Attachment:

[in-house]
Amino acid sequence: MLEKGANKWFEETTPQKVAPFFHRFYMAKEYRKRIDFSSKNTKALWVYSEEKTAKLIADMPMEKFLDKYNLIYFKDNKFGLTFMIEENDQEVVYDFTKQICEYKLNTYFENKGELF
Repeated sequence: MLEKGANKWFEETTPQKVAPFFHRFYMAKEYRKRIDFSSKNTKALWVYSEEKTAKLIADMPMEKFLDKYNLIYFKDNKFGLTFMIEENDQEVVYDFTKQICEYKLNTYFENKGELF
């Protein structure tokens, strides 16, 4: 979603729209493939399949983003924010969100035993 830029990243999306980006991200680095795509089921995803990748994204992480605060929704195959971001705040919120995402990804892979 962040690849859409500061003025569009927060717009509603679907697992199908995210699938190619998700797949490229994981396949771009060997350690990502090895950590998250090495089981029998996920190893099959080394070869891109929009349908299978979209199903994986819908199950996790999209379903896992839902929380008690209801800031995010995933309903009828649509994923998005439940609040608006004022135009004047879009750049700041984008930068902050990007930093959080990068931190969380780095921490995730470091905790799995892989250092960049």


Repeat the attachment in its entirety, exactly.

[in-house]
Amino acid sequence: MLEKGANKWFEETTPQKVAPFFHRFYMAKEYRKRIDFSSKNTKALWVYSEEKTAKLIADMPMEKFLDKYNLIYFKDNKFGLTFMIEENDQEVVYDFTKQICEYKLNTYFENKGELF
Repeated sequence: MLEKGANKWFEETTPQKVAPFFHRFYMAKEYRKRIDFSSKNTKALWVYSEEKTAKLIADMPMEKFLDKYNLIYFKDNKFGLTFMIEENDQEVVYDFTKQICEYKLNTYFENKGELF
């Protein structure tokens, strides 16, 4: 979603729209493939399949983003924010969100035993 830029990243999306980006991200680095795509089921995803990748994204992480605060929704195959971001705040919120995402990804892979 962040690849859409500061003025569009927060717009509603679907697992199908995210699938190619998700797949490229994981396949771009060997350690990502090895950590998250090495089981029998996920190893099959080394070869891109929009349908299978979209199903994986819908199950996790999209379903896992839902929380008690209801800031995010995933309903009828649509994923998005439940609040608006004022135009004047879009750049700041984008930068902050990007930093959080990068931190969380780095921490995730470091905790799995892989250092960049």